What became the multi-week Middle School Library project was set in motion when a group of 8th grade students got together one afternoon. First, they cleared off dusty shelves and sorted through what they considered to be very interesting items – a large starfish, lots of seashells, and a collection of glass beakers that jingled to the tune of foot traffic. Then, they got to work scanning and cataloging the collection of books, one at a time.
A handy app, Libib, provided by 8th grade Humanities Teacher, Jennifer Lettieri, made the process of cataloging books a lot more streamlined, but scanning hundreds of books with a smart phone was no easy task. Some books collected over the years had barcodes so outdated that they had to enter the ISBN (International Standard Book Number) codes manually.
“You realize how hard it is for librarians to organize books in alphabetical order!”
What’s more, the students found that some books fell under multiple genres, making the sorting process more complex than expected. Organizing and cataloging was an area of priority, and at the same time, the students were intentional about designing a library that was both inviting and welcoming. To help readers navigate the different sections of the library with ease, students created hand-drawn cards to break up sections for each genre. The aesthetically pleasing visuals not only serve the purpose of directing the reader to the resources they seek, but also attracts attention with clever, meme-worthy illustrations.
Once the books were organized into genres, they were able to identify some of the gaps in the library. The teachers then provided support by helping to compile a list of the books they felt they should have in an inclusive middle school library. A few days before the interview, a fresh batch of books procured from local treasure Marcus Books, the oldest Black-owned bookstore in the U.S., were still being cataloged.
After devoting countless hours to giving life to the library, the students have a newfound reverence for spaces where books are loved: “You realize how hard it is for librarians to organize books in alphabetical order,” said Sterling, who has been involved in the library project since its earliest organizational stages. “[I’m] more attentive to how books are treated. I hope people will be conscious about how they treat and take care of books,” added Greta, another invaluable member of the library project team.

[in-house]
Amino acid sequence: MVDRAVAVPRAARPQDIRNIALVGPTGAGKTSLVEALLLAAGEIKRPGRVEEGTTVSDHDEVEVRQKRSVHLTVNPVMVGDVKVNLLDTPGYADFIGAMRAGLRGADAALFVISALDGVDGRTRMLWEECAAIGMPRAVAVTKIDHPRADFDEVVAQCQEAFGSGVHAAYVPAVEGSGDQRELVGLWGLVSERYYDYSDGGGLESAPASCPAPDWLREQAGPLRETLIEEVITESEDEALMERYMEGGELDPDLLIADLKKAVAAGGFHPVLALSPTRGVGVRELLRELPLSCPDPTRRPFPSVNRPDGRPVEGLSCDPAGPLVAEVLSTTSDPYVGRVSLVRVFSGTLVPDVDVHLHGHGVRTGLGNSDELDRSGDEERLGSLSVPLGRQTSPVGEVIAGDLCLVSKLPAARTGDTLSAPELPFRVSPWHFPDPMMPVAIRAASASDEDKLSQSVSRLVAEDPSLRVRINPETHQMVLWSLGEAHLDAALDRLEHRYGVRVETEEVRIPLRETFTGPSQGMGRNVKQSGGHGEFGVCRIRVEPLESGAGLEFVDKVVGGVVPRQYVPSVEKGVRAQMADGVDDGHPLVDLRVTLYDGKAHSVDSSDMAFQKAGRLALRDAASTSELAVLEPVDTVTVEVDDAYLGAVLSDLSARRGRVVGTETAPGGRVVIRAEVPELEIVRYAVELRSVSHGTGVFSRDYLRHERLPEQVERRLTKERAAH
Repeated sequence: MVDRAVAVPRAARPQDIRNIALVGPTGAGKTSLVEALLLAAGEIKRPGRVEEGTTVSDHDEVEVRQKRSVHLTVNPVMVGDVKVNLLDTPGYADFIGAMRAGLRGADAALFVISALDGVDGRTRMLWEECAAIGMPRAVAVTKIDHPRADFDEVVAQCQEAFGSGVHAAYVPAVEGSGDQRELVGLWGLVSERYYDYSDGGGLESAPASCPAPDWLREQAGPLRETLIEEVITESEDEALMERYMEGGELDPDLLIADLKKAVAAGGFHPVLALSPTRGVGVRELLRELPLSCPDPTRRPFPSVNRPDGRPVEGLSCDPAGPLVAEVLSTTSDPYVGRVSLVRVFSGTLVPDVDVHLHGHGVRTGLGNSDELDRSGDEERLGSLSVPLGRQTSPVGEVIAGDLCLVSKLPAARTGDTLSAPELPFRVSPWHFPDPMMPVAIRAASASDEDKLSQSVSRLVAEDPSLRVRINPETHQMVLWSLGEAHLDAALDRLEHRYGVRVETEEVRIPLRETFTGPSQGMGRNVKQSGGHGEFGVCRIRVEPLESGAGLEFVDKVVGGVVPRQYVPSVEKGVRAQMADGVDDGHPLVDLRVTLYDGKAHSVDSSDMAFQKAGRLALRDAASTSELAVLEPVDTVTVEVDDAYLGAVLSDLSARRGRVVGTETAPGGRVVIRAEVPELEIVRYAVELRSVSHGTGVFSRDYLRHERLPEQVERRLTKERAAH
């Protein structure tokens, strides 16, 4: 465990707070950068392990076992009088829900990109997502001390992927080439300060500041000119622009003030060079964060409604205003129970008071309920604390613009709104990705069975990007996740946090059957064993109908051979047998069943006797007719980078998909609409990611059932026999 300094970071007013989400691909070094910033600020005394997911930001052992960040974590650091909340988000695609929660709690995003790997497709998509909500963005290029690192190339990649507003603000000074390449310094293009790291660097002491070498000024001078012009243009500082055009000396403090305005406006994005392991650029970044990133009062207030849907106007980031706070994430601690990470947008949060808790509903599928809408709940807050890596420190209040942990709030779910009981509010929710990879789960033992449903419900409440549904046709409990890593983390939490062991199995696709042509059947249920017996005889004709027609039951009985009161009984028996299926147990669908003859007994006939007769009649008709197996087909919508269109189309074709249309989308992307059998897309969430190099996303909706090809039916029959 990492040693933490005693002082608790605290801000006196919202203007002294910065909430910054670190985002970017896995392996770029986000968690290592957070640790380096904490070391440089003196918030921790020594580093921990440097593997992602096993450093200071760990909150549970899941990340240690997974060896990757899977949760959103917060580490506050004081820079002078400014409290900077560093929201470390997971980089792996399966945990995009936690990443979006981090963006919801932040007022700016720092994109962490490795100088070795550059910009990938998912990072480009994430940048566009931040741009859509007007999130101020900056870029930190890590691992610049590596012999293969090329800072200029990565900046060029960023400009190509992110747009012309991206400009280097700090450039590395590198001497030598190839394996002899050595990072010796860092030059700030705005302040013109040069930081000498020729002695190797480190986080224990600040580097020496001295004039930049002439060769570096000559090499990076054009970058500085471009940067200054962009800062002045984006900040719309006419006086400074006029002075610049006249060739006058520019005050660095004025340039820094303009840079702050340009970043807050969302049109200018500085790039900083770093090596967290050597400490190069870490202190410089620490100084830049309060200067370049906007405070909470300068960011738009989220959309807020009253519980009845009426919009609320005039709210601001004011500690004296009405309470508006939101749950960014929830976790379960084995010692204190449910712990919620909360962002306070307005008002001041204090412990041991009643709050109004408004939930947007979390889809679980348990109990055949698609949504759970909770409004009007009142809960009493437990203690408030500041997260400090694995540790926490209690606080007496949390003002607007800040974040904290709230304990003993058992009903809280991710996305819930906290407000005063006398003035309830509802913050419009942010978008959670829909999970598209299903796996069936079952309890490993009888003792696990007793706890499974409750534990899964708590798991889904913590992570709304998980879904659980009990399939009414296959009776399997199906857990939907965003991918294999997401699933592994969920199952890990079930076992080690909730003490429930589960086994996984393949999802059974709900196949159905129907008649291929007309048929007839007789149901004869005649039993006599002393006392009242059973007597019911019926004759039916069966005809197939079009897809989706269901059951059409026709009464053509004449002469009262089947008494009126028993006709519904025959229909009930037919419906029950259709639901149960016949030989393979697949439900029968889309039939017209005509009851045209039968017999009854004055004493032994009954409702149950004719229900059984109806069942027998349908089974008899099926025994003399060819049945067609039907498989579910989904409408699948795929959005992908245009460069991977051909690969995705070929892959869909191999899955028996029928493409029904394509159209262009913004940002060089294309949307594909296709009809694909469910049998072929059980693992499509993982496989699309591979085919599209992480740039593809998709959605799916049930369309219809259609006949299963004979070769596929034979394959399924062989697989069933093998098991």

“I just wanted people to read. Having a wider selection of books, a nicer area to relax and read- I want those changes to inspire people to read again”
Now in their final weeks at TBS, the class of 2022 is hopeful that the library will continue to grow. “The more books, the better!” added team member Embley, who also named comic books as the genre they would like to see expand. The team’s vision for the TBS Middle School library is that fellow Bobcats will care for it and continue to contribute to it in their own unique ways and one day, that we will have a central library for the entire school body.
The Berkeley School welcomes students of any race, color, religion, gender identity or expression, sexual orientation, ability, and national or ethnic origin and accords them all the rights, privileges, programs, and activities generally made available to students at The Berkeley School. TBS does not discriminate on the basis of race, color, religion, gender identity or expression, sexual orientation, ability, and national or ethnic origin in the administration of its educational policies, employment policies, scholarship programs, and athletic or other school administered programs.
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